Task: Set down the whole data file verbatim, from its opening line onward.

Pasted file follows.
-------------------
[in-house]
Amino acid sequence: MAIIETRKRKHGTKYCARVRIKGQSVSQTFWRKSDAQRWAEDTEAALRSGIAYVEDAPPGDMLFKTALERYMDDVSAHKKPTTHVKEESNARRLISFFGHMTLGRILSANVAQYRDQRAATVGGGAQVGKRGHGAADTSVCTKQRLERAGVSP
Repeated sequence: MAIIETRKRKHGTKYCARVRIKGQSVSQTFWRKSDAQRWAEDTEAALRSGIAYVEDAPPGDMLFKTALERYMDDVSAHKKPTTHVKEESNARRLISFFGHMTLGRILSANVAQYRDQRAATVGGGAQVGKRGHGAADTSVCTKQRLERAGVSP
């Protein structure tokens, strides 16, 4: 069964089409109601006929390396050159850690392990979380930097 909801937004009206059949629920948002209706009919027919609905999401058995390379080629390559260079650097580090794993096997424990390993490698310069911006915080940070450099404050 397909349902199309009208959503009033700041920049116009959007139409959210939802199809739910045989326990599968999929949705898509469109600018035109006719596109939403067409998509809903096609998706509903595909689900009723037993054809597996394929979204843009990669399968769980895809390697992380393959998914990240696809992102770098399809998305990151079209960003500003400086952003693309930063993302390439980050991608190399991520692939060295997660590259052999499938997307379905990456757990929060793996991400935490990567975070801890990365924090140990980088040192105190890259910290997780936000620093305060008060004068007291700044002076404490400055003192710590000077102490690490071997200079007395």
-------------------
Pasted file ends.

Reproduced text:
[in-house]
Amino acid sequence: MAIIETRKRKHGTKYCARVRIKGQSVSQTFWRKSDAQRWAEDTEAALRSGIAYVEDAPPGDMLFKTALERYMDDVSAHKKPTTHVKEESNARRLISFFGHMTLGRILSANVAQYRDQRAATVGGGAQVGKRGHGAADTSVCTKQRLERAGVSP
Repeated sequence: MAIIETRKRKHGTKYCARVRIKGQSVSQTFWRKSDAQRWAEDTEAALRSGIAYVEDAPPGDMLFKTALERYMDDVSAHKKPTTHVKEESNARRLISFFGHMTLGRILSANVAQYRDQRAATVGGGAQVGKRGHGAADTSVCTKQRLERAGVSP
């Protein structure tokens, strides 16, 4: 069964089409109601006929390396050159850690392990979380930097 909801937004009206059949629920948002209706009919027919609905999401058995390379080629390559260079650097580090794993096997424990390993490698310069911006915080940070450099404050 397909349902199309009208959503009033700041920049116009959007139409959210939802199809739910045989326990599968999929949705898509469109600018035109006719596109939403067409998509809903096609998706509903595909689900009723037993054809597996394929979204843009990669399968769980895809390697992380393959998914990240696809992102770098399809998305990151079209960003500003400086952003693309930063993302390439980050991608190399991520692939060295997660590259052999499938997307379905990456757990929060793996991400935490990567975070801890990365924090140990980088040192105190890259910290997780936000620093305060008060004068007291700044002076404490400055003192710590000077102490690490071997200079007395």